Get a better Google on-prem cloud with Supermicro SuperBlade

Supermicro SuperBlade servers powered by AMD EPYC processors are ideal for managing cloud-native workloads--and for connecting to the wealth of services the Google Cloud Platform provides.

  • February 16, 2024 | Author: Peter Krass
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Everyone’s moved to the public cloud, right? No, not quite.

Sure, many organizations have moved to the cloud for application development and a place to run applications. And why not, since the benefits can include faster time to market, greater efficiencies, increased scalability and lower costs.

Yet many organizations have too many IT systems and processes to “lift and shift” them to the cloud all at once. Instead, their journey to the cloud will likely take months or even years.

In the meantime, some are adopting on-premises clouds. This approach gives them dedicated, bare metal servers, or servers that can be set up with cloud services and capabilities.

One popular approach to an on-premises cloud is Google GDC Virtual. Formerly known as Google Anthos on-prem and bare metal, this solution extends Google’s cloud capabilities and services to an organization’s on-prem data center.

Your customers can use Google GDC Virtual to run new, modernized applications, bring in AI and machine learning workloads, and modernize on-premises applications.

All this should be especially interesting to your customers if they already use the Google Distributed Cloud (GDC). This portfolio of products now includes GDC Virtual, extending Google’s cloud infrastructure and services to the edge and corporate data centers.

More help is here now from Supermicro SuperBlade servers powered by AMD EPYC processors. They’re ideal for managing cloud-native workloads. And for connecting to the wealth of services the Google Cloud Platform provides.

These servers include a bare metal option that delivers many cloud benefits to self-managed Supermicro SuperBlade servers. This offers your customers Bare Metal as a Service (BMaaS) for workloads that include AI inferencing, visual computing, big data and high-performance computing (HPC).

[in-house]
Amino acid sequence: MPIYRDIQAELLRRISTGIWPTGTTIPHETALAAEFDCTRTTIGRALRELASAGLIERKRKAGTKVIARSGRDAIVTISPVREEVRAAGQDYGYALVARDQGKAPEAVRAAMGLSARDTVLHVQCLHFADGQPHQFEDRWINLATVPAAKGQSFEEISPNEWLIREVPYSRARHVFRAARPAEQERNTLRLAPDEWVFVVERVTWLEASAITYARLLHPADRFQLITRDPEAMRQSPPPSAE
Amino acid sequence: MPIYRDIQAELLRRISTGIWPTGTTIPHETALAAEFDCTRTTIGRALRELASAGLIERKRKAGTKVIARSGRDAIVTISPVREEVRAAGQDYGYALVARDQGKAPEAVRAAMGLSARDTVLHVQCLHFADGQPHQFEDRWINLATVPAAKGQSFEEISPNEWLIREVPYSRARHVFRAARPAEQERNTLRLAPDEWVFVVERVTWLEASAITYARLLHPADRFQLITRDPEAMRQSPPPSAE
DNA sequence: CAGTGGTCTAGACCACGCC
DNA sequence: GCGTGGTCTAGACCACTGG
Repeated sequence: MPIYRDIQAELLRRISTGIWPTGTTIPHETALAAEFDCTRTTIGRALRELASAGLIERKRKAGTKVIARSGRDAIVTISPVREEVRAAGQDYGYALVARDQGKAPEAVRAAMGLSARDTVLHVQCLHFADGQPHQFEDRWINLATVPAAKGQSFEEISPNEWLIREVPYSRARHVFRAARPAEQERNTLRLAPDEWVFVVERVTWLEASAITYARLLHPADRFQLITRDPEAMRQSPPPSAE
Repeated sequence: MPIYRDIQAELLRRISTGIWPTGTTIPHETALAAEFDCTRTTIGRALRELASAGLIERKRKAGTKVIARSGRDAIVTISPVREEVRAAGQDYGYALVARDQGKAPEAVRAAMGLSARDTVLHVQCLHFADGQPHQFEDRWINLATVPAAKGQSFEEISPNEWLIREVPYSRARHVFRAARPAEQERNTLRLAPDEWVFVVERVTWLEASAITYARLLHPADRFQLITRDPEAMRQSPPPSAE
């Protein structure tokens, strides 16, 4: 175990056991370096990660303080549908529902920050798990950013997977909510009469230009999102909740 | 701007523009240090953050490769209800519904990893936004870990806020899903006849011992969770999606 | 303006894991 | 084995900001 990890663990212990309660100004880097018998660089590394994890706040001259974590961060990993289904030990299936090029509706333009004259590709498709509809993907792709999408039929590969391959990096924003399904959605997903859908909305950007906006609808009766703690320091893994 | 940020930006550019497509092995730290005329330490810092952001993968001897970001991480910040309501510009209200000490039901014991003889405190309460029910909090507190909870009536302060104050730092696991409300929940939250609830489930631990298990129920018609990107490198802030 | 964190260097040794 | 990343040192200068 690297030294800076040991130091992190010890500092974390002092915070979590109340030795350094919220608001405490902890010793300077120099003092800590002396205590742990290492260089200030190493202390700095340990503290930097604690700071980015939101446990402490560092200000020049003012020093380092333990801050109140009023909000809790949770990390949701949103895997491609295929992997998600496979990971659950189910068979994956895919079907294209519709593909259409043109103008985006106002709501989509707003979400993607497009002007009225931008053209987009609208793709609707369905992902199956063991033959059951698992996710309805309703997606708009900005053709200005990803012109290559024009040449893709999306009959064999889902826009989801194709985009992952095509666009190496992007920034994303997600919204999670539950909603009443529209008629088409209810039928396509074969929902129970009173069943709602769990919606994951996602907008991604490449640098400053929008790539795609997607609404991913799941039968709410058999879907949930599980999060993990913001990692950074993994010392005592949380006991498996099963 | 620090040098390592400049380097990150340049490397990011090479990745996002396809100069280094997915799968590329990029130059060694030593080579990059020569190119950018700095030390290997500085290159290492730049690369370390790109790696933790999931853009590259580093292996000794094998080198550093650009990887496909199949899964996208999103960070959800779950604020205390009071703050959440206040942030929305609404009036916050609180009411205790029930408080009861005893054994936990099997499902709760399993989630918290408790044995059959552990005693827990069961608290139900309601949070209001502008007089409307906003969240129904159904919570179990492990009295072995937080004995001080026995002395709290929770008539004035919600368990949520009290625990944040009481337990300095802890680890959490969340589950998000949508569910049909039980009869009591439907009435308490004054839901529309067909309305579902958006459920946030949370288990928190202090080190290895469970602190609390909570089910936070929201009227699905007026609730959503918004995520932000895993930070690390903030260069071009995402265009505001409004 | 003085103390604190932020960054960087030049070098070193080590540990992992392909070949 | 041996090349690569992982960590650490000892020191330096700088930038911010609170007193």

Why on-prem cloud?

With the public cloud such a popular, common solution, why might your customers prefer to run an on-prem cloud? The reasons include:

  • Data security, compliance and sovereignty requirements. For example, privacy regulations may prohibit your customer from running an application in the public cloud.
  • Monolithic application design. Some legacy application architectures don’t align with cloud pricing models.
  • Demand for networking with very low latency. Highly transactional systems, such as those used by banks, benefit from being physically close to their users, data and next-hop processors in the application flow.
  • Protect legacy investments: Your customer may have already spent a small fortune on on-prem servers, networking gear and storage devices. For them, shifting from CapEx to OpEx—normally one of the big benefits of moving to the cloud—may not be an option.

Using GDC Virtual, your customers can deploy both traditional and cloud-native apps. A single GDC Virtual cluster can support deployments across multiple cloud platforms, including not only Google Cloud, but also AWS and Microsoft Azure.

Super benes

If all this sounds like a good option for your customers, you should also consider Supermicro servers. They’re ideal for managing cloud-native workloads when used as control panel nodes and worker nodes to create a GDC Virtual hybrid cluster.

Here are some of the main benefits your customers can enjoy by using Supermicro SuperBlade servers powered by AMD EPYC processors:

  • Hardware-agnostic: Your customers can leverage existing on-prem SuperBlade servers to drive data-center efficiency.
  • No hypervisor layer overhead: Deploying GDC Virtual on SuperBlade reduces complexity.
  • Rapid deployment: GDC Virtual enables rapid cloud-native application development and delivery. So both developers and dev-ops teams can benefit from increased productivity.
  • Easy manageability: SuperBlade manageability, coupled with GDC Virtual management, enables increased operational efficiency. A dashboard lets you monitor what’s going on.

Under the hood

Supermicro SuperBlade servers are powered by AMD EPYC 7003 Series processors with AMD 3D V-Cache tech. These CPUs, built around AMD’s “Zen 3” core, contain up to 64 cores per socket.

Supermicro offers three AMD-powered SuperBlade models: SAS, SATA and GPU-accelerated. These can be mixed in a single 8U enclosure, a feature SMC calls “private cloud in a box.” Each server supports up to 40 single-width GPUs or 20 double-width GPUs.

Each server also contains at least one Chassis Management Module (CMM). This lets sys admins remotely manage and monitor server blades, power supplies, cooling fans and networking switches.

Another Supermicro SuperBlade feature is SuperCloud Composer (SCC). It provides a unified dashboard for administering software-defined data centers.

Have customers who want the benefits of the cloud, but without moving to the cloud? Suggest that they adopt an on-premises cloud. And tell them how they can do that by running Google GDC on Supermicro SuperBlade servers powered by AMD EPYC processors.

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